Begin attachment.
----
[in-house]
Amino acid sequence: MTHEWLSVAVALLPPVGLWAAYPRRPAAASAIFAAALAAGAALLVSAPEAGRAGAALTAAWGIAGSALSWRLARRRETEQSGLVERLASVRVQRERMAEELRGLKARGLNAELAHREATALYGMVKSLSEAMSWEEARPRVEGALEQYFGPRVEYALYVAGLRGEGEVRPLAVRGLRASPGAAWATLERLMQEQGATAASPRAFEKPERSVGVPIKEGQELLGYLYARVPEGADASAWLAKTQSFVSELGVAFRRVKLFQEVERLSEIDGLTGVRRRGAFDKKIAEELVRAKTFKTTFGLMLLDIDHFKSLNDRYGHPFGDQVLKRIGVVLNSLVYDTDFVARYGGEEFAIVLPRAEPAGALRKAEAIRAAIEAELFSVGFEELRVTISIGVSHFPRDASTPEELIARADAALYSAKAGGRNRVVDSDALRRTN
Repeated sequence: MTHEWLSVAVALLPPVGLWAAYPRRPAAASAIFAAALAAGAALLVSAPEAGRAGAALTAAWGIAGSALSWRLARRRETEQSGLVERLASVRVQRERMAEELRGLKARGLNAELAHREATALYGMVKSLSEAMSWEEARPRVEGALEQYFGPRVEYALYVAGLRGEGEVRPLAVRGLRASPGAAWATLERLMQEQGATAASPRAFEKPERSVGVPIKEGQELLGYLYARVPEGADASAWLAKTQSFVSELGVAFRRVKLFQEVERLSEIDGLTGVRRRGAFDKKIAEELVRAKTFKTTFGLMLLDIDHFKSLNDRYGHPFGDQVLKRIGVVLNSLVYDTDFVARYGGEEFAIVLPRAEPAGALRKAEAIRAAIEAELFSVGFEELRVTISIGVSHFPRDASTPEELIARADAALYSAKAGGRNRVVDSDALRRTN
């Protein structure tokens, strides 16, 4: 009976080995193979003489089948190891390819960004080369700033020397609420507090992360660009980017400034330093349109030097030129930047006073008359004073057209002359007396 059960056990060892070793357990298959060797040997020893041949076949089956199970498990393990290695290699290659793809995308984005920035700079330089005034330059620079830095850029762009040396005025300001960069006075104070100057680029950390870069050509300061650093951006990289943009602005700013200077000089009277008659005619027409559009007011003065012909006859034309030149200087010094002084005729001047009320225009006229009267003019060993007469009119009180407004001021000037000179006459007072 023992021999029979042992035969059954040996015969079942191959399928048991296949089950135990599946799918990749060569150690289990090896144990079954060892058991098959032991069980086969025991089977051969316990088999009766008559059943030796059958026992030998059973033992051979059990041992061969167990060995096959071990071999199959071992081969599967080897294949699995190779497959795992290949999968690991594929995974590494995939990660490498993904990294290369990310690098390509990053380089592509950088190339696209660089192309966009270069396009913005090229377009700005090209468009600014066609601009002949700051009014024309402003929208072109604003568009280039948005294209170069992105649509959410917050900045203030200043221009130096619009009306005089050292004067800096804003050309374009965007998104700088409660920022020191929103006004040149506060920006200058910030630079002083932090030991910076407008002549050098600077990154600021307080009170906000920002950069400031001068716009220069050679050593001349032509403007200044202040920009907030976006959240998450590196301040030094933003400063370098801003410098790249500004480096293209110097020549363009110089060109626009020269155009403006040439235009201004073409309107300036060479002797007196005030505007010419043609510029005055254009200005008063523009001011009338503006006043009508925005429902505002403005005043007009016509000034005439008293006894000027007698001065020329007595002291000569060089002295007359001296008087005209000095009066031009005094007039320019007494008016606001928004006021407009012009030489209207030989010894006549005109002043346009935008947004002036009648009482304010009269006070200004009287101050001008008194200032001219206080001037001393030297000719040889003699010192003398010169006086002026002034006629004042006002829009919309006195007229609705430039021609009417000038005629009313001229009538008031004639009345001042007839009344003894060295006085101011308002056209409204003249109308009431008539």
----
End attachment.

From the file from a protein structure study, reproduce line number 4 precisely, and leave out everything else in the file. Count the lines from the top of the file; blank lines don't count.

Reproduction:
């Protein structure tokens, strides 16, 4: 009976080995193979003489089948190891390819960004080369700033020397609420507090992360660009980017400034330093349109030097030129930047006073008359004073057209002359007396 059960056990060892070793357990298959060797040997020893041949076949089956199970498990393990290695290699290659793809995308984005920035700079330089005034330059620079830095850029762009040396005025300001960069006075104070100057680029950390870069050509300061650093951006990289943009602005700013200077000089009277008659005619027409559009007011003065012909006859034309030149200087010094002084005729001047009320225009006229009267003019060993007469009119009180407004001021000037000179006459007072 023992021999029979042992035969059954040996015969079942191959399928048991296949089950135990599946799918990749060569150690289990090896144990079954060892058991098959032991069980086969025991089977051969316990088999009766008559059943030796059958026992030998059973033992051979059990041992061969167990060995096959071990071999199959071992081969599967080897294949699995190779497959795992290949999968690991594929995974590494995939990660490498993904990294290369990310690098390509990053380089592509950088190339696209660089192309966009270069396009913005090229377009700005090209468009600014066609601009002949700051009014024309402003929208072109604003568009280039948005294209170069992105649509959410917050900045203030200043221009130096619009009306005089050292004067800096804003050309374009965007998104700088409660920022020191929103006004040149506060920006200058910030630079002083932090030991910076407008002549050098600077990154600021307080009170906000920002950069400031001068716009220069050679050593001349032509403007200044202040920009907030976006959240998450590196301040030094933003400063370098801003410098790249500004480096293209110097020549363009110089060109626009020269155009403006040439235009201004073409309107300036060479002797007196005030505007010419043609510029005055254009200005008063523009001011009338503006006043009508925005429902505002403005005043007009016509000034005439008293006894000027007698001065020329007595002291000569060089002295007359001296008087005209000095009066031009005094007039320019007494008016606001928004006021407009012009030489209207030989010894006549005109002043346009935008947004002036009648009482304010009269006070200004009287101050001008008194200032001219206080001037001393030297000719040889003699010192003398010169006086002026002034006629004042006002829009919309006195007229609705430039021609009417000038005629009313001229009538008031004639009345001042007839009344003894060295006085101011308002056209409204003249109308009431008539």